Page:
I’ve had about fifty people tell me that I fear intimacy. And it is true. I fear what people will think of me, and that is the reason I don’t date very often. People really like me a lot when they only know me a little, but I have this great fear that if they knew me a lot they wouldn’t like me. That is the number one thing that scares me about having a wife because she would have to know me pretty well in order to marry me and I think if she got to know me pretty well she wouldn’t like me anymore.

That interesting to me. It isn’t really that I feel like I feel that way, but I know I’ve heard that said—or something to the extent of that—a lot. And though a first thought might be that someone is putting on a different act, not being their true self at first, which might be why many might be attracted to them initially, but that really does not have to be the case (though it could be, in some cases).

While not in a lot of my peer interactions, in a lot of my interactions with individuals who are older than me, I find myself slower at warming up to people, so to say. With this being the case, it is easy to see that I could come off one way at first to people, but later been viewed as someone totally different.

I think also, a lot of times we choose not to share some of our more vulnerable characteristics, so to say, to people until we are closer to them. And while this of course makes perfect sense, it leaves us with the thought of “what might this person think of me when they find out this bit of information?” And though some might disagree, I think the thoughts we have following our thought of that question all depend on the level of self-esteem we possess.


My best friend, Paul, married my friend Danielle. People change when they get married, it is true. Danielle was a fiery feminist when she married Paul; now she isn’t so much a feminist, or at least she isn’t active. She is very much in love with him, and he with her. Sometimes, when I am visiting them, they grab each other’s butts as if I am not even in the room. It’s embarrassing. People shouldn’t grab each other’s butts with me sitting there in the room.

I quote all of that to say this…

…people really shouldn’t “grab each other’s butts” when someone else is sitting in the room…

…unless, I suppose, there happens to be another couple sitting in the room, and then it just becomes a situation of a competitive nature.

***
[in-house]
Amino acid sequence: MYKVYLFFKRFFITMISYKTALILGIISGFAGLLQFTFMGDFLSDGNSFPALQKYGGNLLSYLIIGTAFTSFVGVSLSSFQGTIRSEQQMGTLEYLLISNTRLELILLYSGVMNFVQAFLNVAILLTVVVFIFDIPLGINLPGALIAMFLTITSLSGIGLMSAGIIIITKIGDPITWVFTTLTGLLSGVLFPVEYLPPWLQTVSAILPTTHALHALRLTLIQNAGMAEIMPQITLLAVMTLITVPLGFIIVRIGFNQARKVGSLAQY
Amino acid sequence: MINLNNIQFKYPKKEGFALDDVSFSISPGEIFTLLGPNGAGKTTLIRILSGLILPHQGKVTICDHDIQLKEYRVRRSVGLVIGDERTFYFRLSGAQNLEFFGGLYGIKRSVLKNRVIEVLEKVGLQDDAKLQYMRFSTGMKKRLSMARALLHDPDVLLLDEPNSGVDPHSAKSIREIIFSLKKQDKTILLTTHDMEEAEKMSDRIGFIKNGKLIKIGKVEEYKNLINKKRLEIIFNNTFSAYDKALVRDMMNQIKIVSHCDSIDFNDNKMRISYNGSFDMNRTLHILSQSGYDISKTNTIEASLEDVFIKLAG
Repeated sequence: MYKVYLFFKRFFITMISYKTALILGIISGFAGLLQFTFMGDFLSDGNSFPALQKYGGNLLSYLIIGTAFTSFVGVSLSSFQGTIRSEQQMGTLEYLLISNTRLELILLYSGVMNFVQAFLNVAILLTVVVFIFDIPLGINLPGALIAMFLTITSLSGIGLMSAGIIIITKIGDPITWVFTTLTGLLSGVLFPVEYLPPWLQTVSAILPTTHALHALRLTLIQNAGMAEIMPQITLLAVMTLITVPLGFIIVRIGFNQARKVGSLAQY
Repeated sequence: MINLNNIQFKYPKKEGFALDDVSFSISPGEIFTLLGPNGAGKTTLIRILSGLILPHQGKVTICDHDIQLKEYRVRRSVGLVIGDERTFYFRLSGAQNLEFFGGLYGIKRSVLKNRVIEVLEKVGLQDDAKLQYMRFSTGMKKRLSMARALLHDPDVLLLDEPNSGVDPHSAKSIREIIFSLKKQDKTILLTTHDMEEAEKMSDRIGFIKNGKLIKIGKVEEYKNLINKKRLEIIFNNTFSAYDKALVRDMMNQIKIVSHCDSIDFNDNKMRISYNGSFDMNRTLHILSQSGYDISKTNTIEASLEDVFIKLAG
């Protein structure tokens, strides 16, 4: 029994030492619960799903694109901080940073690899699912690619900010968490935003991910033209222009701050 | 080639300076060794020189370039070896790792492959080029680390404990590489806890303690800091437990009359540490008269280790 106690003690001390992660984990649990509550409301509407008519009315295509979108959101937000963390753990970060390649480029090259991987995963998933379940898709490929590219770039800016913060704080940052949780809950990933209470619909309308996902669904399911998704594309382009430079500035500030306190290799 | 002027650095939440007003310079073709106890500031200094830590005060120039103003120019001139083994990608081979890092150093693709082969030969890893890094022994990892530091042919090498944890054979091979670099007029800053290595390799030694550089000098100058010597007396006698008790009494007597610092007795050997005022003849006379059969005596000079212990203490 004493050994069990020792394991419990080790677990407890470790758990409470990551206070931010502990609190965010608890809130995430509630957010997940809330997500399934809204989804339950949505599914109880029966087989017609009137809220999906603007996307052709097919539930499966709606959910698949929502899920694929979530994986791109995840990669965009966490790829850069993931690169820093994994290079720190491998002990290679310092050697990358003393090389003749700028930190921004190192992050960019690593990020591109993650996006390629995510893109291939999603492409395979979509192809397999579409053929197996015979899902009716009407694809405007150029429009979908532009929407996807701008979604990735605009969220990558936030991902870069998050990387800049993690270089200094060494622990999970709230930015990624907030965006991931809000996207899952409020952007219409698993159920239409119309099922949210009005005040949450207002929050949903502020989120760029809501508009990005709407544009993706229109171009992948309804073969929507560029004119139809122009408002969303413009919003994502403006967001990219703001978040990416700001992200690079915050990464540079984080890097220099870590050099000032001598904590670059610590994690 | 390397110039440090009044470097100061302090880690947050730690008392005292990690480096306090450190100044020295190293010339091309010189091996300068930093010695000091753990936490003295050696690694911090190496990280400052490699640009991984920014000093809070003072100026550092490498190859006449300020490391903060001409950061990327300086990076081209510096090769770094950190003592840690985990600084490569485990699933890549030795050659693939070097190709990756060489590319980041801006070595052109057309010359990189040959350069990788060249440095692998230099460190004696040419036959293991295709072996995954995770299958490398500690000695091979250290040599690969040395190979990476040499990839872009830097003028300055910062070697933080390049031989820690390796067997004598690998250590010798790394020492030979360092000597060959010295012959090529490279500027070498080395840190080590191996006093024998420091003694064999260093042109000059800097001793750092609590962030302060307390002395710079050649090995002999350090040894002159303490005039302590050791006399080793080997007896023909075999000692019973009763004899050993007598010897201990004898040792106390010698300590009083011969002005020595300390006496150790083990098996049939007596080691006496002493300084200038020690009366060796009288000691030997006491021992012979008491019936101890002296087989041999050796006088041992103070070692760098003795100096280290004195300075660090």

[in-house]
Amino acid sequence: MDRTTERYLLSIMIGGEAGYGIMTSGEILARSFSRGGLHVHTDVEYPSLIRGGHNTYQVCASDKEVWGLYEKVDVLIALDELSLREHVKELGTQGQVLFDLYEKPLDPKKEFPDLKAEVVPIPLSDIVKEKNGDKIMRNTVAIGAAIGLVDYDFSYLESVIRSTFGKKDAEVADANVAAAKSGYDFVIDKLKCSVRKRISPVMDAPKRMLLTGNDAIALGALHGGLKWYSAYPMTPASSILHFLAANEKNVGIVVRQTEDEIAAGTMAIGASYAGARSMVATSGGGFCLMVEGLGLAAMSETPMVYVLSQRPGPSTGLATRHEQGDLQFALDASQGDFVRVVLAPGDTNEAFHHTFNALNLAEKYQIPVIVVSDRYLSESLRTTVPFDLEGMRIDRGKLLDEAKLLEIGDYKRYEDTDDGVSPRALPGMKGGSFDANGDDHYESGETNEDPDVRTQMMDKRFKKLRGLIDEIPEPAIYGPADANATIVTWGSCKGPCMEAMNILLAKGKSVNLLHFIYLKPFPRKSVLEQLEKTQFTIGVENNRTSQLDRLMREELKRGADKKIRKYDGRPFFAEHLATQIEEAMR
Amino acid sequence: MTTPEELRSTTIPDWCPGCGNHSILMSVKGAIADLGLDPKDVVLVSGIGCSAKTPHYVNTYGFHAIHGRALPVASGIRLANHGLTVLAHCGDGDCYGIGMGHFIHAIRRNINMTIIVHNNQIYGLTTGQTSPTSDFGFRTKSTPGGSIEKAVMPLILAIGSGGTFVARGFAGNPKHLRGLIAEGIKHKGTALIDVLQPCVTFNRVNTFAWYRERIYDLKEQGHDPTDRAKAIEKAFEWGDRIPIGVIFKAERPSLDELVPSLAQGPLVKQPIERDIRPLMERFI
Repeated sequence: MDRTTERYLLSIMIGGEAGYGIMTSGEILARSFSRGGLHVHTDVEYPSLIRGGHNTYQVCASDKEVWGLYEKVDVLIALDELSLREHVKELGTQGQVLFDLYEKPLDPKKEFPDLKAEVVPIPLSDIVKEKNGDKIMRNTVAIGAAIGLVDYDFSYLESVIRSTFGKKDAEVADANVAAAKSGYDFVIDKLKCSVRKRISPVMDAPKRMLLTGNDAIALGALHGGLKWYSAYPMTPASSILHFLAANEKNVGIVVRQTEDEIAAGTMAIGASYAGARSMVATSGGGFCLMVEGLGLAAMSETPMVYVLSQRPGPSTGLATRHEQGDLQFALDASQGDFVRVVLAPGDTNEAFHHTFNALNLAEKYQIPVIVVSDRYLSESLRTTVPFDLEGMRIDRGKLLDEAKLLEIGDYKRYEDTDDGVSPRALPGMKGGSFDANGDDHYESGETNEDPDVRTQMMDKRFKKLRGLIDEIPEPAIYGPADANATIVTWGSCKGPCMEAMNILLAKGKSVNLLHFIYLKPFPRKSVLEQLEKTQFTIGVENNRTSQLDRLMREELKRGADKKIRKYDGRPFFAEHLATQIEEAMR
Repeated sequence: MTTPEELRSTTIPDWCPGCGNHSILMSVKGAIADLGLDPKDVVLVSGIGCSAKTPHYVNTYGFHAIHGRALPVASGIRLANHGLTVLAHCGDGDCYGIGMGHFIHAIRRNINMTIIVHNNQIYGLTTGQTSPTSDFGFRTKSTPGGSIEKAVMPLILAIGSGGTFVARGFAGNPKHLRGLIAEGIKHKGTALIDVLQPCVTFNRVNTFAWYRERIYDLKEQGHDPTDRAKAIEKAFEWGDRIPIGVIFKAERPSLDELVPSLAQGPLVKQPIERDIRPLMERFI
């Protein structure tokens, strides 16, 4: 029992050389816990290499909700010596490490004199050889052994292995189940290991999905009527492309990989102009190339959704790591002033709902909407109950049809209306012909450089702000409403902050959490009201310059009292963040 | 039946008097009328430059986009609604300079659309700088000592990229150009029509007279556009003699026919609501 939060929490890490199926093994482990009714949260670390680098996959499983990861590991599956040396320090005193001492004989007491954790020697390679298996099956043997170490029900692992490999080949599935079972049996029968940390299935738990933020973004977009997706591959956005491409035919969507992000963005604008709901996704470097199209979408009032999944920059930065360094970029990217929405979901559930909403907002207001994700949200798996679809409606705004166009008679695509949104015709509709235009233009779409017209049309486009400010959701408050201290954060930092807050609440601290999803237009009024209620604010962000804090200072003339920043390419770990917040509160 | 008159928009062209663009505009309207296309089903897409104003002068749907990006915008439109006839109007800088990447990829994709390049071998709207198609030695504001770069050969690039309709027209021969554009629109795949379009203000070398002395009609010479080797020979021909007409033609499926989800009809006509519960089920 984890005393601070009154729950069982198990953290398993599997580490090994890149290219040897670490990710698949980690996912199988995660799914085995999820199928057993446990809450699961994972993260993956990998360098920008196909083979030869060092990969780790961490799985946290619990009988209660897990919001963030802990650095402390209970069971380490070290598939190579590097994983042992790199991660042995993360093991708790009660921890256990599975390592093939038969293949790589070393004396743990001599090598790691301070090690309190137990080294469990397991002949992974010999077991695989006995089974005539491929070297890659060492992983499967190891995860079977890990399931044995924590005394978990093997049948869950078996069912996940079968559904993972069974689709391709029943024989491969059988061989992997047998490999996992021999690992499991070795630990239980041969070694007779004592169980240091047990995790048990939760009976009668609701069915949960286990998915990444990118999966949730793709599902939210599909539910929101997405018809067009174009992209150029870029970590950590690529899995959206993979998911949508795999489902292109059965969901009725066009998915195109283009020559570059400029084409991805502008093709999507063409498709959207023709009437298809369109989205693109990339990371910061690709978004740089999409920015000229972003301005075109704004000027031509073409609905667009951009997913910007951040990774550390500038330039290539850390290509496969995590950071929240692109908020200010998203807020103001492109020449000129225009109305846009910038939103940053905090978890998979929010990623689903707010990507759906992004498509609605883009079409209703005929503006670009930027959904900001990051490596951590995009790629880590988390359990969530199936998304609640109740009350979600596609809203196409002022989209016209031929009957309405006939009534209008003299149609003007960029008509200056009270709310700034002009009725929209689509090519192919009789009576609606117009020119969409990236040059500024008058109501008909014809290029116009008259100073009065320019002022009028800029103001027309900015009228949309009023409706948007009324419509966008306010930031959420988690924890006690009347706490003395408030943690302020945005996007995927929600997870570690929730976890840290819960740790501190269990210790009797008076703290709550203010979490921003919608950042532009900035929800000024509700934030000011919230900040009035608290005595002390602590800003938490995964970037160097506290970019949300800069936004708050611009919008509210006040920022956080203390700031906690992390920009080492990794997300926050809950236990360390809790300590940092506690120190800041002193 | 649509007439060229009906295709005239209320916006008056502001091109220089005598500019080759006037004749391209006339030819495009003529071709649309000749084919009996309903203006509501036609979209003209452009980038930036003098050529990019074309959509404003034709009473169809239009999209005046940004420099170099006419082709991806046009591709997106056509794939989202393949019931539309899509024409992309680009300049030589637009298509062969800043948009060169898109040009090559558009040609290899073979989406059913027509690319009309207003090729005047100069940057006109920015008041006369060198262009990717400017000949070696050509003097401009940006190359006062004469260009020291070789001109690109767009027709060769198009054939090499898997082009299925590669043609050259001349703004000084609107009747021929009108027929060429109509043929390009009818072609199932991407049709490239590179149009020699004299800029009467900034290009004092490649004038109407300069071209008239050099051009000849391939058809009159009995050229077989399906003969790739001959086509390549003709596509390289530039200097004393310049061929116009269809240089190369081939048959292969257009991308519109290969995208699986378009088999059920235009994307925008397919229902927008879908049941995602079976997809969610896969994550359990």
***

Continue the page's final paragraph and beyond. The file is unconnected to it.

Paul is the only person I know who is completely comfortable in his own skin, completely true in what he says. He is what they call a true person. “You know, Don, marriage is worth the trade. You love all your freedom, but you get this friend. This incredible friend.”

I wondered about that when he said it. The idea of marriage is remarkably frightening to me for precisely this reason: the loss of freedom.

Ah…people who are completely comfortable in their own skin. Those types of people truly are a breath of fresh air. It can be encouraging and motivating just being around people like that. People who are honest with themselves and others about who they are. People who do not have to question how they will be or act in a particular situation because they just naturally act as them self.

As for the incredible friend you get with marriage…

…I’ll let you know when I find him.

As for losing freedom when one gets married. That is kind of scary I suppose, but I do not see why a married couple can not still respect one another’s needs for a sense of freedom in a lot of areas. Unless I am simply being misinformed, I am under the impression that ALL freedom is not lost with “I do.”

I think what interests me the most is the idea of how once individuals seem to suddenly be given the most freedom they have ever had, they are so quick to want to restrict it…

Why is it that when we get our freedom by leaving home for college, so many have the desire to lose the freedom again by getting married immediately? Maybe extreme freedom and independence can be overwhelming for some. Just a thought.


“We learn that we are lovable or unlovable from other people,” Paul says. “That is why God tells us so many times to love each other.”

As unfortunate as that is, I think it is pretty true in most cases. Depending on our past history of being loved, our view of whether we can be loved by others or not is formed. And not only that, but I think the situations that elicit the love and types of love can be influencing in different ways. Because when one might have had a “terrible break-up” with a past boyfriend/girlfriend, or have always found him/herself in situations with abusive boyfriends/girlfriends, this lack of rejection of love, or neglect of love, can be more influential on some individuals than say love from friends or family members.

Love can be a powerful thing…

…in so many ways.

[Note: All the above text in smaller italic print has been quoted directly from Donald Miller’s “Blue Like Jazz”]